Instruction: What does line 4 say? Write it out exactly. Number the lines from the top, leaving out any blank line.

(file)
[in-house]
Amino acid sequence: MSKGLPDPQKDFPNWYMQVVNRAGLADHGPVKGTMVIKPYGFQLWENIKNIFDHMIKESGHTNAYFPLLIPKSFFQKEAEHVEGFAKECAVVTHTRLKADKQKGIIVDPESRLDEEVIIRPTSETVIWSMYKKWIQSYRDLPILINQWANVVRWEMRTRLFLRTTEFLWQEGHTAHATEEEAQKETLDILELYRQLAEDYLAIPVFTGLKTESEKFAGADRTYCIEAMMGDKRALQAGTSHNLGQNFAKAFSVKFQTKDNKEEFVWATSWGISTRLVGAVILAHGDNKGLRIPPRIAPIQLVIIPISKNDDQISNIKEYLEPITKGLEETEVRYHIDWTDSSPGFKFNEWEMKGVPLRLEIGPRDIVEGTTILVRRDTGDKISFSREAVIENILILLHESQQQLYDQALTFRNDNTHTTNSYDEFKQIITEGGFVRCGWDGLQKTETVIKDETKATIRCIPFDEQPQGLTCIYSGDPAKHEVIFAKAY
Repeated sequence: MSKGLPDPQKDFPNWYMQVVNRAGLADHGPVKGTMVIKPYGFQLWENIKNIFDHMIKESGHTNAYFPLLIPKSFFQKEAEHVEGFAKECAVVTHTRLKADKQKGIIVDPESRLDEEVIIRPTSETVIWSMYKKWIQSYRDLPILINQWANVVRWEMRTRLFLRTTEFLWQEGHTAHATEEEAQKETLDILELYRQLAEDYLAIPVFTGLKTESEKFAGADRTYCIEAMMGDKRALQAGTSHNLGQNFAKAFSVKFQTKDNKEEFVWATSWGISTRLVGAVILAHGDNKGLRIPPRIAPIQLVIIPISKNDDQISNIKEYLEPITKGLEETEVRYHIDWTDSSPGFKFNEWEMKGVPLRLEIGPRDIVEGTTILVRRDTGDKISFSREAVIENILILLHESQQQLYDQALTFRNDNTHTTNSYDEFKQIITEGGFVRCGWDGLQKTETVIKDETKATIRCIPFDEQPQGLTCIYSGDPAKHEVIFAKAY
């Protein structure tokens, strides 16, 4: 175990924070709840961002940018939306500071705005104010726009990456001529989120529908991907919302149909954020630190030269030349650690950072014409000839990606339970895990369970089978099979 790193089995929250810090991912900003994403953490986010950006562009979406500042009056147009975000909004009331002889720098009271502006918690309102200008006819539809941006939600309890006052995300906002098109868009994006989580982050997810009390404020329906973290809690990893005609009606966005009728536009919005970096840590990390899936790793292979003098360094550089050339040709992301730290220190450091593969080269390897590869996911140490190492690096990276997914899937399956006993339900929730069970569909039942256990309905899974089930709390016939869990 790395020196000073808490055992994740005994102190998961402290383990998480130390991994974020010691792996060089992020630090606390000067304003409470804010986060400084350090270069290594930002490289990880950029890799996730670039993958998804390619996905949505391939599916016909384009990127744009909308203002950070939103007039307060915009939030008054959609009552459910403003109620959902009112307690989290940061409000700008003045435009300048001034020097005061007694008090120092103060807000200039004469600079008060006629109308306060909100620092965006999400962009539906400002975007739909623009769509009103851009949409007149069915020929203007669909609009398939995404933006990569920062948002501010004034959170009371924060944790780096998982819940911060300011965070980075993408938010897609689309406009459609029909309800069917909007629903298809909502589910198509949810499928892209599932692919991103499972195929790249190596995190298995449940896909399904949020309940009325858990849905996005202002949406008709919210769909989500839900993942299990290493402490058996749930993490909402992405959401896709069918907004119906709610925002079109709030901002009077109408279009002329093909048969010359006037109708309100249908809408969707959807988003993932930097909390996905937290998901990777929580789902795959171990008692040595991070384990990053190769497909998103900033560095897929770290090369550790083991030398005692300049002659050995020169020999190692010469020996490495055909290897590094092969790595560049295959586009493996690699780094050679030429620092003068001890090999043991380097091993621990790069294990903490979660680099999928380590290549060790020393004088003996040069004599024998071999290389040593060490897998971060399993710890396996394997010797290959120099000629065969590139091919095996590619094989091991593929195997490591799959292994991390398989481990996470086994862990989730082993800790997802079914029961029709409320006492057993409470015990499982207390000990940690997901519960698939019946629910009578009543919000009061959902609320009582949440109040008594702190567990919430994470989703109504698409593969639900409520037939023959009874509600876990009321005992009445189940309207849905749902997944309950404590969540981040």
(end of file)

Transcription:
């Protein structure tokens, strides 16, 4: 175990924070709840961002940018939306500071705005104010726009990456001529989120529908991907919302149909954020630190030269030349650690950072014409000839990606339970895990369970089978099979 790193089995929250810090991912900003994403953490986010950006562009979406500042009056147009975000909004009331002889720098009271502006918690309102200008006819539809941006939600309890006052995300906002098109868009994006989580982050997810009390404020329906973290809690990893005609009606966005009728536009919005970096840590990390899936790793292979003098360094550089050339040709992301730290220190450091593969080269390897590869996911140490190492690096990276997914899937399956006993339900929730069970569909039942256990309905899974089930709390016939869990 790395020196000073808490055992994740005994102190998961402290383990998480130390991994974020010691792996060089992020630090606390000067304003409470804010986060400084350090270069290594930002490289990880950029890799996730670039993958998804390619996905949505391939599916016909384009990127744009909308203002950070939103007039307060915009939030008054959609009552459910403003109620959902009112307690989290940061409000700008003045435009300048001034020097005061007694008090120092103060807000200039004469600079008060006629109308306060909100620092965006999400962009539906400002975007739909623009769509009103851009949409007149069915020929203007669909609009398939995404933006990569920062948002501010004034959170009371924060944790780096998982819940911060300011965070980075993408938010897609689309406009459609029909309800069917909007629903298809909502589910198509949810499928892209599932692919991103499972195929790249190596995190298995449940896909399904949020309940009325858990849905996005202002949406008709919210769909989500839900993942299990290493402490058996749930993490909402992405959401896709069918907004119906709610925002079109709030901002009077109408279009002329093909048969010359006037109708309100249908809408969707959807988003993932930097909390996905937290998901990777929580789902795959171990008692040595991070384990990053190769497909998103900033560095897929770290090369550790083991030398005692300049002659050995020169020999190692010469020996490495055909290897590094092969790595560049295959586009493996690699780094050679030429620092003068001890090999043991380097091993621990790069294990903490979660680099999928380590290549060790020393004088003996040069004599024998071999290389040593060490897998971060399993710890396996394997010797290959120099000629065969590139091919095996590619094989091991593929195997490591799959292994991390398989481990996470086994862990989730082993800790997802079914029961029709409320006492057993409470015990499982207390000990940690997901519960698939019946629910009578009543919000009061959902609320009582949440109040008594702190567990919430994470989703109504698409593969639900409520037939023959009874509600876990009321005992009445189940309207849905749902997944309950404590969540981040």